Reviewed by Joe
Amazing, this is an album that is - dare I say - completely under control, melodies, rhythms, solos, all moulded together like a jigsaw, not a piece out of place. Welcome to Drew Gress's new album, which after "7 Black Butterflies", is another highly complex set of compositions and a top notch team of players to interpret them (the same line up as "7 Black Butterflies" ) - Tim Berne (alto sax), Ralph Alessi (trumpet), Craig Taborn (piano), Tom Rainey (drums) and Drew (double bass).
It's always interesting to hear a bass players album, their view point 'musically' is totally different from other musicians compositional perspectives. I guess sitting in the engine room of a band brings out a certain view on how music should happen. Mingus also had this organised yet free approach to music and composition, sensing exactly at what moment a soloist needed to move on, change rhythm or tempo, keeping the listener on their toes (uh,... ears!). Drew's new record is exactly that, a set of highly organised compositions that lets the players develop their own 'thing' in a controlled atmosphere.
The sensual melodies are well crafted, but its the arrangements that give this record its special edge. The way that Drew Gress develops each composition is fascinating in itself. I'd be very curious to hear the group live to see how much of the form (backing figures, section changes etc) the band use, and how it works. Complex rhythms lock together with the melodies of the two horns, providing a contrapuntal music which is very rich - "No Saint" (tk1), "Jacquard" (tk7) and "Zaftig Redux" (tk9). There are also tunes that have a more open ended atmosphere, bordering on rhapsodic, and at other moments swing.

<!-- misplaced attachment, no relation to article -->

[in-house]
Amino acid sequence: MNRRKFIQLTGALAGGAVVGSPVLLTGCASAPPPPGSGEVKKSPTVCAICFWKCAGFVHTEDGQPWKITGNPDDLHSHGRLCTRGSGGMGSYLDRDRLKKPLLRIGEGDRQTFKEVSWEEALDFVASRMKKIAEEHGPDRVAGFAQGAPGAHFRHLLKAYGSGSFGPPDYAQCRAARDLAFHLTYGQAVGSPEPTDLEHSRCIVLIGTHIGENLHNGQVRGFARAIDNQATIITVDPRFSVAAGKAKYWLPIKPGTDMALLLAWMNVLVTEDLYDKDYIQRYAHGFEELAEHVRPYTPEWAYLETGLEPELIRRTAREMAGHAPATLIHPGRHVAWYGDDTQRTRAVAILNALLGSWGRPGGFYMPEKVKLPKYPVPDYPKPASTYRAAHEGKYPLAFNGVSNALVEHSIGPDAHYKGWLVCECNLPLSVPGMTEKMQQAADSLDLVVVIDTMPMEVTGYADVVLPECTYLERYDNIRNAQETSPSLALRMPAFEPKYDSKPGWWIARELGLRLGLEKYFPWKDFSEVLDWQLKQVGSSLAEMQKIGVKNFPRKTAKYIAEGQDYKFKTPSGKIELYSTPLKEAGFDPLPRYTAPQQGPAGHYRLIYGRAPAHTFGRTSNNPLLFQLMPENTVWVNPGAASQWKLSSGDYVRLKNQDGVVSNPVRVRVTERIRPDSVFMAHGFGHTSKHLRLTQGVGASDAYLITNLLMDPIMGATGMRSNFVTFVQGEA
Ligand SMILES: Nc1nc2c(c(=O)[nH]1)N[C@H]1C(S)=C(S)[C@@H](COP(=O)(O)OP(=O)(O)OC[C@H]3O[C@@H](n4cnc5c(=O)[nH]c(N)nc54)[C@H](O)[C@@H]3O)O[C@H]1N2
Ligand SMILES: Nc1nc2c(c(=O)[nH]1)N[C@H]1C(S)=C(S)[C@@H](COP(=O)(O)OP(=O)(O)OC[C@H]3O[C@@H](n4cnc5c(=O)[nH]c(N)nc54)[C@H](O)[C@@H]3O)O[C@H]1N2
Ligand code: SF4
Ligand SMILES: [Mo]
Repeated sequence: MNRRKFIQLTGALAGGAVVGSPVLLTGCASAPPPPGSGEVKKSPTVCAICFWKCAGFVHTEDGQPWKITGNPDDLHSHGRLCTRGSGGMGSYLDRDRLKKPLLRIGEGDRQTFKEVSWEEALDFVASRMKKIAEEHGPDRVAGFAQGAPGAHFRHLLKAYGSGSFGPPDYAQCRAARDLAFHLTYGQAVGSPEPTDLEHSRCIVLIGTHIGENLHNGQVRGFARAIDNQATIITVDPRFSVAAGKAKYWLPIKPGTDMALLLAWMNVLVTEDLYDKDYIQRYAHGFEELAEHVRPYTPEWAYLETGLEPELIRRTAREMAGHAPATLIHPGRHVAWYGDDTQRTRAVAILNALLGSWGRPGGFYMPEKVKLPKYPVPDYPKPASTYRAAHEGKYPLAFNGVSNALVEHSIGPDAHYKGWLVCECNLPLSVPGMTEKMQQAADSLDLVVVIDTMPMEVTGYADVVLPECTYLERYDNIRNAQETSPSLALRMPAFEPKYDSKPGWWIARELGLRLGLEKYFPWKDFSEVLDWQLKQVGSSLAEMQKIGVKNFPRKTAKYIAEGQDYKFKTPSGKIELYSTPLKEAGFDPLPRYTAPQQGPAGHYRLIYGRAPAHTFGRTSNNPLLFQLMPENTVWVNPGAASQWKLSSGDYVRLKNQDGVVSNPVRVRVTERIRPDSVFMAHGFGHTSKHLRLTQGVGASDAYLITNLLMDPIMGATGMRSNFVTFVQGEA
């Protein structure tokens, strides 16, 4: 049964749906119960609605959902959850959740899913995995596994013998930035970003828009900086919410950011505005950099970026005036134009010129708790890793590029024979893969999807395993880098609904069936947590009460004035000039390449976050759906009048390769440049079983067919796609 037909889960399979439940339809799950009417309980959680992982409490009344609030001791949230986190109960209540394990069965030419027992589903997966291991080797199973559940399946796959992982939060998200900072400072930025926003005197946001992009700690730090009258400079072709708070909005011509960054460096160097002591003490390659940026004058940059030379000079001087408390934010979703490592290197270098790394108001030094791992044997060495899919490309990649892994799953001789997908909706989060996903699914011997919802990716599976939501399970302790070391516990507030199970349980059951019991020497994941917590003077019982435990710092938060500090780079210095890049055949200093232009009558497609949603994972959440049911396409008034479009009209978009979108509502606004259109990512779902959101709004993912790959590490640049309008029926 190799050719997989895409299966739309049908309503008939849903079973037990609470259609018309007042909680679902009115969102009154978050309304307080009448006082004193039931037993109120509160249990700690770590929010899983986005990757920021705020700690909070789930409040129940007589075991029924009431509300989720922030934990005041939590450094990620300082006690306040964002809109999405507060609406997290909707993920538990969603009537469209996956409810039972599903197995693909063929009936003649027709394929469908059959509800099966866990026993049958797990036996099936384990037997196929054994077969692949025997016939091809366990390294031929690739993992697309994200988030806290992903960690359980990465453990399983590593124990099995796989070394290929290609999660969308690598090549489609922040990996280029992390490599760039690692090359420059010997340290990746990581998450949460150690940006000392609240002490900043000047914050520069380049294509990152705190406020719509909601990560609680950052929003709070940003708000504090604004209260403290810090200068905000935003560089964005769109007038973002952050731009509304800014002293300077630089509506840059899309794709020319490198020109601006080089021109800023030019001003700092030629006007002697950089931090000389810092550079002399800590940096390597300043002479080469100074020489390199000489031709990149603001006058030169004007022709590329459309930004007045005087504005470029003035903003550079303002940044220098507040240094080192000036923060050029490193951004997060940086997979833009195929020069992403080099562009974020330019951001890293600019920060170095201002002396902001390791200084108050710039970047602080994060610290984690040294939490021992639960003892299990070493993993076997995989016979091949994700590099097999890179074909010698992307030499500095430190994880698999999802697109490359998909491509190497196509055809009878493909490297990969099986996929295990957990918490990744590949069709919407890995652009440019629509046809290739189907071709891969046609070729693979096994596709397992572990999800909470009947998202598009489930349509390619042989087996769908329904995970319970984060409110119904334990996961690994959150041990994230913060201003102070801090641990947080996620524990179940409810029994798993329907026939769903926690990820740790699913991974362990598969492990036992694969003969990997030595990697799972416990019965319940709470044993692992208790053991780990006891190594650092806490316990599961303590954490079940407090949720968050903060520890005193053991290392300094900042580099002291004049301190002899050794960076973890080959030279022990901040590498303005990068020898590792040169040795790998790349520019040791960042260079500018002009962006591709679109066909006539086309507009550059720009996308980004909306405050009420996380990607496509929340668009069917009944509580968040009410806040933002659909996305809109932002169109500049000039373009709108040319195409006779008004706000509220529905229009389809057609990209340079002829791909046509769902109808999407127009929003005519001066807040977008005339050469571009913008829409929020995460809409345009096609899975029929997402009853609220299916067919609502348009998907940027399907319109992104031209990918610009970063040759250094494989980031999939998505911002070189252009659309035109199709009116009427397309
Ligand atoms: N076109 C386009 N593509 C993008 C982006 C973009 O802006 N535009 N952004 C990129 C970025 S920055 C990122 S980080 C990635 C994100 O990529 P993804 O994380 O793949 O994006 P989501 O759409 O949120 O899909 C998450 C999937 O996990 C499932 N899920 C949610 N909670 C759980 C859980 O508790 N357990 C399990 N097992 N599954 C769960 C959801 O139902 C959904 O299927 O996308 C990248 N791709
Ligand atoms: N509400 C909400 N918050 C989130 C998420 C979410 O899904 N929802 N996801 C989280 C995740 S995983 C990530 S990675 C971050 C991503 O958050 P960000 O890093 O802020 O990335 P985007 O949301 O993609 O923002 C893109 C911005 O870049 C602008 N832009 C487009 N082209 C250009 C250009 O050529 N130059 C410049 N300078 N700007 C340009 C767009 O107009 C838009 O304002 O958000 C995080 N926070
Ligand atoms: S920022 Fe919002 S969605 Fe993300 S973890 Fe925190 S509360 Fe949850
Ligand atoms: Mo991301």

With a team like this on the record it's hardly surprising to say that Berne, Alessi and Taborn all come up with some great ideas in the space allotted to them in such a framework. The bumpy ride that the rhythm section gives the soloists on "Long Story" (tk3) produce real musical interaction, or the duetting horns of "The Sky Inside" (tk4) are just two such moments. Craig Taborn, like Berne, is able to be either melodic or angular when needed. A track such as "Long Story Short" (tk10) has Taborn dabbing colour onto the musical canvas to support the horns, then emerge into a fully blown solo with its own inner logic. Bass and drums provide whatever is needed throughout the record, swinging, riffing or colouring-in as each tune develops.
A record for those who enjoy adventurous soloing, but within the framework of recognisable compositions, and a band that would be great to catch live I guess! You can listen to some samples of the music on Pirouete's website.